RUSSELL WILSON: “Definitely true. My dad used to wake us up 5:30, 6:00 in the morning every morning. And we’d go up to Collegiate. My high school, my brother’s high school, just right down the road, five minutes away. And my dad played receiver. He played for the San Diego Chargers for a little bit and had some pretty good talent there. And I used to always throw to my brother and he used to catch and run routes. My brother played receiver as well. They used to run routes.
That’s how I really understood the game. I knew about the speed out when I was six years old. I knew the depth and the timing of it, the footwork of it.
I knew how to take a take?two post and how to lead the guy and all this different stuff. That’s where I really learned and grew as a quarterback.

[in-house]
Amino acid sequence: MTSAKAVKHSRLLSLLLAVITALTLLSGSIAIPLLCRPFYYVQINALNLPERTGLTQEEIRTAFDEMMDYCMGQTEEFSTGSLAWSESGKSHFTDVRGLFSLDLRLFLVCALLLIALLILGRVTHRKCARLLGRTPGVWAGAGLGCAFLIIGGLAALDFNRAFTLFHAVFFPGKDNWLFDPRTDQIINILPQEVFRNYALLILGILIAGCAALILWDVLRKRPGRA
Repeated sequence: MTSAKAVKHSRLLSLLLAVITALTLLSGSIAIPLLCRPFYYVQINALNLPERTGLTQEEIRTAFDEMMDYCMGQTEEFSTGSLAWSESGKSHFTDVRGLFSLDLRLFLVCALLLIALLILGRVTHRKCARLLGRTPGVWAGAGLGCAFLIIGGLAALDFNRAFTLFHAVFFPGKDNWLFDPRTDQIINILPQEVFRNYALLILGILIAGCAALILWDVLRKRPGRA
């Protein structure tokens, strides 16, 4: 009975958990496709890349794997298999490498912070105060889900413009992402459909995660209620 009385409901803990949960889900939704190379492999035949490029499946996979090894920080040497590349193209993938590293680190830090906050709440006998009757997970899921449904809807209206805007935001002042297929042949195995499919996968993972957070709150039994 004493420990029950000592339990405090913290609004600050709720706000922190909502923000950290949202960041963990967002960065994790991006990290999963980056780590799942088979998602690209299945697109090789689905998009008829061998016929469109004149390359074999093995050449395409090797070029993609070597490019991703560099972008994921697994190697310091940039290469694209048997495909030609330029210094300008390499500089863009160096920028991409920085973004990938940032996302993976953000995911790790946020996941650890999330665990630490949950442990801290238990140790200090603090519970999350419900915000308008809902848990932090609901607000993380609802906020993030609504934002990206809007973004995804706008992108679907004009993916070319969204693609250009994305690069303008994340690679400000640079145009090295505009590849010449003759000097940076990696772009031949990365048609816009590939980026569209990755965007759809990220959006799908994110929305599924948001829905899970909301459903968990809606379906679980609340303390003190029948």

And I give the glory to God, first of all, but also without my dad and without my brother, you know, pushing me to strive to be the best, I wouldn’t be where I am today.”
Q. I know your father passed this year. How difficult was that for you, and how did you handle that in the midst of not only playing quarterback but also studying?
RUSSELL WILSON: “Well, you know, he passed on June 9th, 2010. And I got drafted June 8th, 2010. So it’s one of those things where he got to see my brother get married the beginning of that year. And then I got drafted the day before he passed away. I went home and saw him in Richmond and told him I got drafted. And then two hours later he passed away right in front of my mom and I.
So it’s one of those things where God?? like I said earlier, God works in mysterious ways, where my dad got to see me, I believe he got to see me get drafted and all that.
That’s a special thing. And it’s an emotional thing, but I know he’s right there with me. He used to tell me there’s a king in every crowd. And I know he’ll be my king in this crowd in terms of the Rose Bowl. He’ll be right there watching me.